All About India

Reservations and Judiciary in India

Posted on: November 10, 2009

Year Judgement Implementation Details
1951 Court has pronounced that caste based reservations as per Communal Award violates Article 15(1).

(State of Madras Vs. Smt. Champakam Dorairanjan AIR 1951 SC 226)

1st constitutional amendment (Art. 15 (4)) introduced to make judgement invalid.
1963 Court has put 50% cap on reservations in

M R Balaji v Mysore AIR 1963 SC 649

Almost all states except Tamil Nadu (69%, Under 9th schedule) and Rajasthan (68% quota including 14% for forward castes, post gujjar violence 2008) has not exceeded 50% limit. Tamil Nadu exceeded limit in 1980. Andhra Pradesh tried to exceed limit in 2005 which was again stalled by high court.
1992 Supreme court in Indira Sawhney & Ors v. Union of India. AIR 1993 SC 477 : 1992 Supp (3)SCC 217 upheld Implementation of separate reservation for other backward classes in central government jobs. Judgement implemented

 

Ordered to exclude Creamy layer of other backward classes from enjoying reservation facilities. All states except Tamil Nadu implemented. Recent Reservation bill for providing reservations to other backward classes in educational institutions also has not excluded Creamy layer in some states. (Still under the consideration of Standing committee).

 

Ordered to restrict reservations within 50% limit. All states except Tamil Nadu followed.

 

Declared separate reservations for economically poor among forward castes as invalid. Judgement implemented

 

In General Manager, S. Rly. v. Rangachari AIR 1962 SC 36, State of Punjab v. Hiralal 1970(3) SCC 567, Akhil Bharatiya Soshit Karamchari Sangh (Railway) v. Union of India (1981) 1 SCC 246 it was held that Reservation of appointments or posts under Article 16(4)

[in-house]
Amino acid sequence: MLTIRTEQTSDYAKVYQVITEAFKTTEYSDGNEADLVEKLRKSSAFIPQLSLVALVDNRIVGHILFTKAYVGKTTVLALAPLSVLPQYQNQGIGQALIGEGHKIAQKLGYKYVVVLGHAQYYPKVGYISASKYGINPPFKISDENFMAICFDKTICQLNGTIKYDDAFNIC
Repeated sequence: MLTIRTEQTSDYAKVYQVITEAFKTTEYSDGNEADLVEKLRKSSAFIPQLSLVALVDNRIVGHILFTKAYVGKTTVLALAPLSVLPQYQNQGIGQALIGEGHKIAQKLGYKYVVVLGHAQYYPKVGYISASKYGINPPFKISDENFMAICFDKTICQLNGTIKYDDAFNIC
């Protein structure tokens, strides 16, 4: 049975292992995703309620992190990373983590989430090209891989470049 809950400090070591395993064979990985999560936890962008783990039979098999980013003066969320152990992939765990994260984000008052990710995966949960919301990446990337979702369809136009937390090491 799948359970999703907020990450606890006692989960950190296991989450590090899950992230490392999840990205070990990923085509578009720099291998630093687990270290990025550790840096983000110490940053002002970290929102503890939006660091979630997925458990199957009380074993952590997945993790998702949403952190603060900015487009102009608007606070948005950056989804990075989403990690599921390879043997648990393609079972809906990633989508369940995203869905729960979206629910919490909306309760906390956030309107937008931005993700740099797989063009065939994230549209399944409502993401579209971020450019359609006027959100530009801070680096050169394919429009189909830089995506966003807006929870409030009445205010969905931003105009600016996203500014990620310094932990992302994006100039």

included promotions. This was overruled in Indira Sawhney & Ors v. Union of India. AIR 1993 SC 477 : 1992 Supp (3) SCC 217 and held that Reservations cannot be applied in promotions. Union of India Vs Varpal Singh AIR 1996 SC 448, Ajitsingh Januja & Ors Vs State of Punjab AIR 1996 SC 1189, Ajitsingh Januja & Ors Vs State of Punjab & Ors AIR 1999 SC 3471, M.G.Badappanavar Vs State of Karnataka 2001 (2) SCC 666.

Ashok Kumar Gupta: Vidyasagar Gupta Vs State of Uttar Pradesh. 1997 (5) SCC 201

77th Constitution amendment (Art 16(4 A) & (16 4B) introduced to make judgement as invalid. M. Nagraj & Ors v. Union of India and Ors. AIR 2007 SC 71 held the amendments constitutional. 1. Art. 16(4)(A) and 16(4)(B) flow from Art. 16(4). Those constitutional amendments do not alter structure of Art. 16(4). 2. Backwardness and inadequacy of representation are the controlling/compelling reasons for the state to provide reservations keeping in mind the overall efficiencies of state administration. 3. Government has to apply cadre strength as a unit in the operation of the roaster in order to ascertain whether a given class/group is adequately represented in the service. Roaster has to be post specific with inbuilt concept of replacement and not vacancy based. 4. If any authority thinks that for ensuring adequate representation of backward class or category, it is necessary to provide for direct recruitment therein, it shall be open to do so. 5. Backlog vacancies to be treated as a distinct group and are excluded from the ceiling limit of 50%. 6. If a member from reserved category gets selected in general category, his selection will not be counted against the quota limit provided to his class and reserved category candidates are entitled to compete for the general category post. 7. The reserved candidates are entitled to compete with the general candidates for promotion to the general post in their own right. On their selection, they are to be adjusted in the general post as per the roster and the reserved candidates should be adjusted in the points earmarked in the roster to the reserved candidates. 8. Each post gets marked for the particular category of candidate to be appointed against it and any subsequent vacancy has to be filled by that category alone (replacement theory). R K Sabharwal Vs St of Punjab AIR 1995 SC 1371 : (1995) 2 SCC 745.